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Making a buck online

I was talking to someone a few weeks ago who didn’t understand why newspapers publish their stories online for free but make people pay for the print version.

Good question. As soon as they figure out how to charge for the information online — without stifling traffic — they will. It’s a pretty fine line; one the industry is struggling with.

When most newspapers and magazines went to the Web, nearly everything there was free for the taking. Advertising was expected to support the sites — the same as in print — but since the Web gave everyone the ability to become a publisher overnight, a flood of cheap ad placement opportunities diluted the revenue stream.

Many publications attempted to charge for their websites, but even when the fees were modest, the concept was a turnoff to people who only read the paper online. 

The site I work for, Dispatch.com, took its content behind a so-called “paywall” a number of years ago. That decision was reversed after pageviews declined so much that advertisers didn’t see the value in staying.

Once the paywall was removed, traffic on the site shot up and has increased steadily since. While the site does generate revenue, the idea lingers that it could be doing more for the company’s bottom line.

This is typical of most news sites. They continue to search for a payment mechanism to boost revenue without sacrificing traffic to the site, especially as surveys show that more people are turning to the Web for news.

That quest picked up steam again as the economy lagged and newspapers and magazines felt the squeeze. There are now a number of ideas floating around aimed at helping news sites increase their profitability.

Back to the future

For at least a few organizations, the basic paywall concept remains the best answer. The Wall Street Journal is one of those sites.

Part of the reason the paper is able to make this situation work is because it is a niche publication. It has the largest print circulation of any U.S. newspaper, but its focus is business and financial news and its depth of coverage is unmatched. Its only real competitor is the Financial Times of London, which also employs a paywall.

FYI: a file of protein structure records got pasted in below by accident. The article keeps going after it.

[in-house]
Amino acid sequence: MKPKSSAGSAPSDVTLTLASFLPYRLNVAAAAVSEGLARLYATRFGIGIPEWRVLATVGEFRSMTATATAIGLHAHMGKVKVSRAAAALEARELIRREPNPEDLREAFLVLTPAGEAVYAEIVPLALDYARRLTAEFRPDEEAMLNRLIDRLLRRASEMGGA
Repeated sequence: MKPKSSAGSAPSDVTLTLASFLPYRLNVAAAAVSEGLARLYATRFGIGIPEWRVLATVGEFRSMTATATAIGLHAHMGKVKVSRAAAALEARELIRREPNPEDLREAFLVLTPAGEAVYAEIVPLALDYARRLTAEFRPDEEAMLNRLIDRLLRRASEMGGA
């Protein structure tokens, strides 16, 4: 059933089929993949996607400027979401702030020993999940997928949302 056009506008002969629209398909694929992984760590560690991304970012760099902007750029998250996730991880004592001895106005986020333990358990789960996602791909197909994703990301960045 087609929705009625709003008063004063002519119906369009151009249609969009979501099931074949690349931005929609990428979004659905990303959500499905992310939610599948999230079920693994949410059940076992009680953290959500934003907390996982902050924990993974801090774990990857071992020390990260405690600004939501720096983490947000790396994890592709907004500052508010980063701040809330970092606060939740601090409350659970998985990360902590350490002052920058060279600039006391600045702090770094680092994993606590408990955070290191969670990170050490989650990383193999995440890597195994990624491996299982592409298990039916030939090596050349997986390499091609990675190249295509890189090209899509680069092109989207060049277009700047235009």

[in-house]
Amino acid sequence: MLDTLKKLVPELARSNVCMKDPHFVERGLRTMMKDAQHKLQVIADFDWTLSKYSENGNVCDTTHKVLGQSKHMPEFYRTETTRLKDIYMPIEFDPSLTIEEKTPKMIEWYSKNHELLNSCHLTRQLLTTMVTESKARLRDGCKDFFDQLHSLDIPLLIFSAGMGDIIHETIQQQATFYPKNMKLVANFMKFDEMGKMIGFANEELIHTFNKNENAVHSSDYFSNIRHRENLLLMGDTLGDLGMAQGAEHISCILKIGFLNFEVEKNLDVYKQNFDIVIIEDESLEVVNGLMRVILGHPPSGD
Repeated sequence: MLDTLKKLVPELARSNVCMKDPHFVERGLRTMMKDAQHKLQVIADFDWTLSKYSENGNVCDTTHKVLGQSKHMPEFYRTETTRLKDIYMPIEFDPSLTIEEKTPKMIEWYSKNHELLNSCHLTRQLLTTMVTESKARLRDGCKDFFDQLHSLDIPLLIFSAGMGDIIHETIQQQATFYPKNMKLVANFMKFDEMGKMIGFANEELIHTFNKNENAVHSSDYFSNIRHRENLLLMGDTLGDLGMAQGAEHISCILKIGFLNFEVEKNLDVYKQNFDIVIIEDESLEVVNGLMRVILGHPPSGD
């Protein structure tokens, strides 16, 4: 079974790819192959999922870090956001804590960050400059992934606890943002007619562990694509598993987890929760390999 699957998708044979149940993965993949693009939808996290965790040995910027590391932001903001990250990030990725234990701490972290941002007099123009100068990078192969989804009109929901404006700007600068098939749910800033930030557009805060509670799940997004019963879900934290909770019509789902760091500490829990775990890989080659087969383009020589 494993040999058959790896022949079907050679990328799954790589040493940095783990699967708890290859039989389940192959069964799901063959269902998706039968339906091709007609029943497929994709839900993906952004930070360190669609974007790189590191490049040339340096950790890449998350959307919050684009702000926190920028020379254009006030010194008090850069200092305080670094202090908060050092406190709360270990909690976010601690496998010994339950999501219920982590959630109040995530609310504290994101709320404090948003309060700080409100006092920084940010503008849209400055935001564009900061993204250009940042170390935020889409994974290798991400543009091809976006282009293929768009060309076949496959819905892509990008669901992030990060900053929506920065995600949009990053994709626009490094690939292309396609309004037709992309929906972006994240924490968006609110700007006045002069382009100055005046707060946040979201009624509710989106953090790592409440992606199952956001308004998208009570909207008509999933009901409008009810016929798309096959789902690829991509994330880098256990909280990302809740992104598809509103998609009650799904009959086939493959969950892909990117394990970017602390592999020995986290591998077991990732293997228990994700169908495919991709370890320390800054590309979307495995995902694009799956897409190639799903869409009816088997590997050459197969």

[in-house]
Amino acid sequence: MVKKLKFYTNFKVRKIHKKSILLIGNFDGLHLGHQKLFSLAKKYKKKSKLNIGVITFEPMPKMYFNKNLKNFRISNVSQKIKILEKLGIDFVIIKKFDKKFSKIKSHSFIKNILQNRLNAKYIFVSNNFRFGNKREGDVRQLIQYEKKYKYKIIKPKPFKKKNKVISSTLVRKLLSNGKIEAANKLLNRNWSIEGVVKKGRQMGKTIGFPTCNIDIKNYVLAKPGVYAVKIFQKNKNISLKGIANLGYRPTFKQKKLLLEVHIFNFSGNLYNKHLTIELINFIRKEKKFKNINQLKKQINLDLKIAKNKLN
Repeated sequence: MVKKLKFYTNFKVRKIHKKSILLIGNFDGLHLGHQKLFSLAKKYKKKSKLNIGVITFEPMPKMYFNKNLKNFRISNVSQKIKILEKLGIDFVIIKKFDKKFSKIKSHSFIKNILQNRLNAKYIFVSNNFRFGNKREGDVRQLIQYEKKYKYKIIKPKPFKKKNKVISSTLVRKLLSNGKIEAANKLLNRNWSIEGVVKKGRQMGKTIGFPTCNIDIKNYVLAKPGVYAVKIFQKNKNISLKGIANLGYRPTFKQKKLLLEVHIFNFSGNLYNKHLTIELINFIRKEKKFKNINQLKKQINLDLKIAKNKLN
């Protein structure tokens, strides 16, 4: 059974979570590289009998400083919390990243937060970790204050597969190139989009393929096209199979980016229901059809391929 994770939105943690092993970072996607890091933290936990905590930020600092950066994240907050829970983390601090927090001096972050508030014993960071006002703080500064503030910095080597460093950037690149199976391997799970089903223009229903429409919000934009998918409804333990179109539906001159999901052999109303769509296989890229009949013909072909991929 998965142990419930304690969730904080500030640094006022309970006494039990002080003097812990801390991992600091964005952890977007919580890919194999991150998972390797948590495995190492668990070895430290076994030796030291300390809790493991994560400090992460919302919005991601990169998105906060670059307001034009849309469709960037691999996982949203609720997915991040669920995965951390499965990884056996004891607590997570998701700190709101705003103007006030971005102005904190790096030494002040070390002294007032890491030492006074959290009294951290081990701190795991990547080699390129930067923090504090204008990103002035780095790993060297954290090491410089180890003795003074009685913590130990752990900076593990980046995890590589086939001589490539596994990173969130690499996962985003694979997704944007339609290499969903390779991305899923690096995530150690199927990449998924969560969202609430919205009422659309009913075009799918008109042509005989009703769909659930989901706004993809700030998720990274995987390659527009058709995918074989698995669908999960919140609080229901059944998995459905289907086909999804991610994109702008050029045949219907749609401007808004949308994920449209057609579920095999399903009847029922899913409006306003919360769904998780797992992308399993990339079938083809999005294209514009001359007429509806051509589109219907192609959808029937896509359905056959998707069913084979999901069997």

For news outlets that own a particular niche or have limited competition, a paywall can work. But general-circulation papers — who share a lot of national and international news taken from wire services — will be challenged to hold pageviews this way when that information is readily available elsewhere.

The Times of London also recently erected a paywall. But it hopes the benefits of targeting advertising to its readers will outweigh the loss of traffic.

“Obviously a huge number of casual readers will get their news elsewhere,” said Paul Richards, an analyst at Numis Securities Ltd. in London. “What you’ll have left is a core of readers that you can target more effectively with advertising and services. If you know who your readers are, it’s easier to monetize them.”

The meter is running

The all-or-nothing approach works for some sites, but most are looking for a solution that’s more palatable to the online audience.

In January, the New York Times announced a paywall hybrid where subscribers would have full access to the paper’s online edition, but other visitors to the site would have to pay for content past a set number of stories each day.

Executives of The New York Times Company said they wanted to create a system that would have little effect on the millions of occasional visitors to the site, while trying to cash in on the loyalty of more devoted readers.

The plan is scheduled to begin in January 2011. NYT editors said they were allowing themselves a full year to work out the details.

“There’s no prize for getting it quick,” said Janet L. Robinson, the company’s president and chief executive. “There’s more of a prize for getting it right.”

If this system works, it could easily end up being the model for all news websites.

A byte at a time

Another option might be micropayments, where readers would be charged for what they consume. Google made a pitch to at the Newspaper Association of America last fall to become a provider of this kind of service for various papers. In its proposal, it said:

Google believes that an open web benefits all users and publishers. However, “open” need not mean free. We believe that content on the Internet can thrive supported by multiple business models — including content available only via subscription.

This system presents a number of problems, not the least of which is deciding how to price stories. A short story or brief shouldn’t cost the same as a large feature story, should it? Would investigative pieces cost more since they took more resources to produce? What happens if the buyer doesn’t feel they’re getting enough value for what they’re being charged?

If Google can find a way to collect the fees — which they envision as being anywhere from a penny to several dollars — there will be plenty of news organizations willing to give this solution a try.

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